I saw Julianna and Lane flinch, Lane looking annoyed, Julianna nervous. Juliana's eyes darted from Xander to Zara, and her hands gripped the edge of her chair as though prepared to spring up if violence ensued- and the fear in her eyes showed she fully expected it would. Julianna was initiated into a satanic cult when she was six years old and forced to take part in horrific, abusive rituals until she escaped their attempted murder of her at the age of 13. Discovered by a car in the middle of nowhere, nearly unconscious, she was hospitalized, then placed with us. She has come a long way from the silent, completely terrified girl who once would scream if someone moved suddenly, let alone touched her, but needless to say she will never be able to be the kind of girl she should have been. Two years late she still has nightmares several times a week that are so traumatic she wakes up screaming.
Now as she glanced at Xander and Zara anxiously, I began to speak to her, but her roommate, Ariadne Veleska, beat me to it. Making sure she saw what she was doing so she wouldn't get afraid, Ariadne reached out a slow hand and put it on Julianna's tensed arm.
"It's ok, Juli," she said. Looking at Xander and Zara pointedly, "You're scaring Juli. Cool your egotistical tempers."
Ariadne was like that- quiet and nonflashy, but very direct and levelheaded. She was mature for her age, especially compared to the other kids in my group, and very in control of her emotions- too in control, I sometimes thought. Even better, she was empathetic and got along well with others, especially Julianna, who as her roommate, she felt especially protective of. It was because of all these positive, well-adjusted things about her that made the fact she had given birth secretly to a child, then left it to die so puzzling and bizarre to me.
"Ok, now that we're all here, let's get started," I said loudly, before Xander or Zara could start in on Ariadne. But then I noticed Slater Rockwell- or more specifically, where he was sitting in between Reverie Lowell and Vanessa Cavilleri. Definitely not okay.
Slater was, at 17, showing every sign of becoming a compulsive pedophile, and he had to be watched carefully when around any females. Reverie and Vanessa were the two quietest patients, least likely to put him in his place if he tried to touch or say something inappropriate to them. Vanessa was extremely depressed and suicidal, to the point that we had to watch her constantly to make sure she wasn't hurting herself with her own teeth or fists. Reverie was an elective mute- at the age of 15, for reasons none of us are yet sure on, she just stopped talking. Her actual name is Reva, but because of her silent, trancelike behavior, Zara nicknamed her Reverie. I think it started as sarcasm, but now it seems as though the other kids call her that without thinking, almost with affection.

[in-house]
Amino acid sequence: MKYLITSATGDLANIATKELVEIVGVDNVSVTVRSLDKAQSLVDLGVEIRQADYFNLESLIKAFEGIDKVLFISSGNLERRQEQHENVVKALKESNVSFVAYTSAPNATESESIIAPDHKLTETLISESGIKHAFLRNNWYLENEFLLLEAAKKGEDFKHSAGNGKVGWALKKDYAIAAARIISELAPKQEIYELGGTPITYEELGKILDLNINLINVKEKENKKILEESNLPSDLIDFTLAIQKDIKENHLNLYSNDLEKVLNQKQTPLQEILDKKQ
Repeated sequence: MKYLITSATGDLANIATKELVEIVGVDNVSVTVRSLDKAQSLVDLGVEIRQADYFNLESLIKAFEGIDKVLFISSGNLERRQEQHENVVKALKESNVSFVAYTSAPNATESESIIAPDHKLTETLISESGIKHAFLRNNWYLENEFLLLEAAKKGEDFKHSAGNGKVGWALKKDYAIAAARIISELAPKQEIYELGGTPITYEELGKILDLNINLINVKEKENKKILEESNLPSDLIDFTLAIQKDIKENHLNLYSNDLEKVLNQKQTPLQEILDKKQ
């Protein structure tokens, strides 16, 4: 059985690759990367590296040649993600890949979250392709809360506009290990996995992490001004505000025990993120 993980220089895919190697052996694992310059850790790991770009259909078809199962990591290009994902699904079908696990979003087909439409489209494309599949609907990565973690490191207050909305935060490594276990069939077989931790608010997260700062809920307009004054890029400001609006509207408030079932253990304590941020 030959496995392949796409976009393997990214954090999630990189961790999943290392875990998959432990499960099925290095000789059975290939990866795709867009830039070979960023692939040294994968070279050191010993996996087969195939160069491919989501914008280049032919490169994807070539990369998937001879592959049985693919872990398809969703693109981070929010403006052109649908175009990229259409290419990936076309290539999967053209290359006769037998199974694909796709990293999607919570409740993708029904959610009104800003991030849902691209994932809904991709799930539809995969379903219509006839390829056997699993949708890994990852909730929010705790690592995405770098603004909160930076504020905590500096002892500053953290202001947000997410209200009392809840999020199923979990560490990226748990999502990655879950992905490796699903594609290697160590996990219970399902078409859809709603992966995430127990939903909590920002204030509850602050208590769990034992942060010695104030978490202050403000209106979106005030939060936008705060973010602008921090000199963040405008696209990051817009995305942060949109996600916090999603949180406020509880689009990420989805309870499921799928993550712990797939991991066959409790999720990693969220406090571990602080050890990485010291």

Neither girl would dare stand up to Slater- I doubted it was a coincidence that he had ended up sitting next to them.
"Slater," I said quietly, just in time to catch him eyeing Reverie's breasts, his hand beginning to creep off his lap to rest on her chair, dangerously close to her thigh. "Slater, I'm going to have to ask you to move. I want you to sit between Miguel and Bailey."
Slater's hand froze, and he shot it back onto his own lap, as if I hadn't seen him. As people turned to stare at him accusingly, Anya smirking, arms still crossed across her chest, he said defensively, "I didn't do anything! What are you so uptight about?"
"It's not what you did, Slater, but what you might do," I said. "Please do as I have asked you."
Scowling darkly, muttering something about how there was no trust in this place, and how were they supposed to be "better" if no one could do the simplest thing, he stomped over to where I had indicated. Everyone had to move down a seat to make room for him, which put Zara and Anya sitting together- something I wouldn't have wanted, but I was going to have to proceed anyway. They looked at each other hostilely, Zara's eyes overt, Anya still smiling, but her narrowed eyes lent clues to her hatred. Zara pointedly moved in her seat so she was as far from her as possible.
"Thank you, Slater," I said instead. "How are all of you today?"